China's cable wars

Robert Clark
Telecom Asia

US telcos are getting beaten up by cable operators in the broadband market, recent stats show.

AT&T lost 92,000 wireline broadband subs in the second quarter and Verizon added just 28,000. AT&T's total consumer connections for the quarter were down 700,000.

Verizon is in positive territory only because of its FiOS fiber rollout, which clocked up net adds of 196,000 broadband and 174,000 TV customers. The problem is its DSL service is bleeding not just to the fiber business and but also to cable.

The big two cable guys, Comcast and Time Warner, are likely to add at least 150,000 broadband subs between them. The cable sector as a whole took one percentage point of market share off the telcos this year, according to research firm BTIG Research. It predicts they will snatch another two points by the end of 2011.

For their part, telcos have taken 5% market share of the pay-TV business - up from zero six years ago - and over that period cable has fallen ten points to 62%, although most of that has gone to satellite TV.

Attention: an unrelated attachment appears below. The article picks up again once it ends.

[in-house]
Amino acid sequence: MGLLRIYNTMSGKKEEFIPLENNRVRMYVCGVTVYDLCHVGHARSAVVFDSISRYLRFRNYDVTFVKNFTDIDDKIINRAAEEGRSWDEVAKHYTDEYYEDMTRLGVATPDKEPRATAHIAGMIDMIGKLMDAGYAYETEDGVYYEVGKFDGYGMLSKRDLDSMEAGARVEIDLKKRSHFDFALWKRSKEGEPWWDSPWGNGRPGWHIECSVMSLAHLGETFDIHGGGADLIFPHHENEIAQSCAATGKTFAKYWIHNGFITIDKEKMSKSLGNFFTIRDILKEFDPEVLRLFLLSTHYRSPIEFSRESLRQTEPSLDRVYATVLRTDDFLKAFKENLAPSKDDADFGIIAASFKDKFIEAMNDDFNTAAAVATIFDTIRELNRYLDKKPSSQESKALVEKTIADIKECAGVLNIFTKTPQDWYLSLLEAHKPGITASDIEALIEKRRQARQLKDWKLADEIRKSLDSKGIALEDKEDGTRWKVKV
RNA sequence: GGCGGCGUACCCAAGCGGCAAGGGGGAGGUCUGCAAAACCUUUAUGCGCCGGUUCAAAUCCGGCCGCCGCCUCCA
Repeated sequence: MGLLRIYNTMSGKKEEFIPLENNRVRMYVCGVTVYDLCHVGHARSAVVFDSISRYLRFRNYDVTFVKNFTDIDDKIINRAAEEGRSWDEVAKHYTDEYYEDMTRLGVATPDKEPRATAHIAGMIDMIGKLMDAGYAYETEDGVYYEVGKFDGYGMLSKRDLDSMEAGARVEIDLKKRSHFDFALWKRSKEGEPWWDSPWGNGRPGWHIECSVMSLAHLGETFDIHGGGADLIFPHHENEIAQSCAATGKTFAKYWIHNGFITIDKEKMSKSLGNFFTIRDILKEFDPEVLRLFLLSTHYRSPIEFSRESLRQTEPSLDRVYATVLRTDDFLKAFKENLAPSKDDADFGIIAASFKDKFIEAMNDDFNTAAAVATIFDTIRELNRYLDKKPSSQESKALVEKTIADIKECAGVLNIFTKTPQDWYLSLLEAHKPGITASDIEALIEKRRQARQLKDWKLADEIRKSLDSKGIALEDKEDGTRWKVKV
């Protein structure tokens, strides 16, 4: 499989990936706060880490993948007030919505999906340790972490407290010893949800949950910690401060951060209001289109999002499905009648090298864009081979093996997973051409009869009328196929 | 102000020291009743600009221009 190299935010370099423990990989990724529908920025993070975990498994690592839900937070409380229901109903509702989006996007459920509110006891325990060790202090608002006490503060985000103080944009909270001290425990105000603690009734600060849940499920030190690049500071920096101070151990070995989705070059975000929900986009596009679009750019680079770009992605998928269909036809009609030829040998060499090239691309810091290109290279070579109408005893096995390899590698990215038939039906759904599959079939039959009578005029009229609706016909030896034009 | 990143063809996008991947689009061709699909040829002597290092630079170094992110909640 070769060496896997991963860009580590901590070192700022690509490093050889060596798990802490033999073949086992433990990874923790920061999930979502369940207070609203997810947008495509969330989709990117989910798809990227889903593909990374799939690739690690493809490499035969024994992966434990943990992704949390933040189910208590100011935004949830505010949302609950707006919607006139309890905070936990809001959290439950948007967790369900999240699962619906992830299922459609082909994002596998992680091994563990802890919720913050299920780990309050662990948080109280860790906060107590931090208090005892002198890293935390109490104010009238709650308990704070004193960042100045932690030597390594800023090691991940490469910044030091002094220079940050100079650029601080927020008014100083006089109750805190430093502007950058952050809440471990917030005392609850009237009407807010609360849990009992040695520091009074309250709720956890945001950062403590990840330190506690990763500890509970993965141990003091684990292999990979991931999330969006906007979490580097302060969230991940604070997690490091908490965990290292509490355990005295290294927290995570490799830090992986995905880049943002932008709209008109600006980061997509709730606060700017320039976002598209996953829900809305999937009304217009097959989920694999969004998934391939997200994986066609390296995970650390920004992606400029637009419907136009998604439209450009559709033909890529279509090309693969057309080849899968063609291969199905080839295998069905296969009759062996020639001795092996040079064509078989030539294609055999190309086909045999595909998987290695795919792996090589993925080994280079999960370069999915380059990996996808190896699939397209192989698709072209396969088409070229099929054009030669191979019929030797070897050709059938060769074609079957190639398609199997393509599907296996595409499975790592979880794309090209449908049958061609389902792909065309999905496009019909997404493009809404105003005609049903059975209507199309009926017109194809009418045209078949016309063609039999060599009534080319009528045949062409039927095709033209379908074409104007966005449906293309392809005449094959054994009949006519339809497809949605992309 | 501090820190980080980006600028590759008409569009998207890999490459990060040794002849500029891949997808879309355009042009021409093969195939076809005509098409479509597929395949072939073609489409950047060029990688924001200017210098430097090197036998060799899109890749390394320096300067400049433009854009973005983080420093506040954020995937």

In other words, telcos are making some gains in TV but cable is eating up slabs of telecom.

Which helps explain the enthusiasm of China's cable ministry, the State Administration of Radio, Film & TV (SARFT), over the latest attempt at converging cable and telecom in the China market.

It's one of those long-running Chinese sagas, known revealingly in the local jargon as "three-network integration," referring to cable, telecom and internet. China is surely the only place in the world that treats the internet - literally the network of networks - as a separate "network."

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